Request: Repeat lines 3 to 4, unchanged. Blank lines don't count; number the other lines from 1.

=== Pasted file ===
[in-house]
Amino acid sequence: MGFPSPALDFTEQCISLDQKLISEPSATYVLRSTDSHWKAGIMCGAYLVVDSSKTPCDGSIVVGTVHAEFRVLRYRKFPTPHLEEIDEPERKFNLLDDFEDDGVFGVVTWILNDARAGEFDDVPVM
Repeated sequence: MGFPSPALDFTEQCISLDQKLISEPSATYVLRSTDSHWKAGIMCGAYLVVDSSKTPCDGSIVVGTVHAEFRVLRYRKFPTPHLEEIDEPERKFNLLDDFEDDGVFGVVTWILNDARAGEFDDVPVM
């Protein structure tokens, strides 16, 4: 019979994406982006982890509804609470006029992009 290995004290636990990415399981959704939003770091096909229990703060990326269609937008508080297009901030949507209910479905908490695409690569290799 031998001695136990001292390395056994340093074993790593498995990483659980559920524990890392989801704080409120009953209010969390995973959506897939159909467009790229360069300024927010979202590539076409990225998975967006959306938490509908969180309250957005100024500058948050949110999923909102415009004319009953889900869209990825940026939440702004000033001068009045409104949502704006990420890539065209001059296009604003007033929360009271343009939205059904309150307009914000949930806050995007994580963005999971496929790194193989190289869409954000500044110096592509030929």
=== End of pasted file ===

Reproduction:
Repeated sequence: MGFPSPALDFTEQCISLDQKLISEPSATYVLRSTDSHWKAGIMCGAYLVVDSSKTPCDGSIVVGTVHAEFRVLRYRKFPTPHLEEIDEPERKFNLLDDFEDDGVFGVVTWILNDARAGEFDDVPVM
């Protein structure tokens, strides 16, 4: 019979994406982006982890509804609470006029992009 290995004290636990990415399981959704939003770091096909229990703060990326269609937008508080297009901030949507209910479905908490695409690569290799 031998001695136990001292390395056994340093074993790593498995990483659980559920524990890392989801704080409120009953209010969390995973959506897939159909467009790229360069300024927010979202590539076409990225998975967006959306938490509908969180309250957005100024500058948050949110999923909102415009004319009953889900869209990825940026939440702004000033001068009045409104949502704006990420890539065209001059296009604003007033929360009271343009939205059904309150307009914000949930806050995007994580963005999971496929790194193989190289869409954000500044110096592509030929």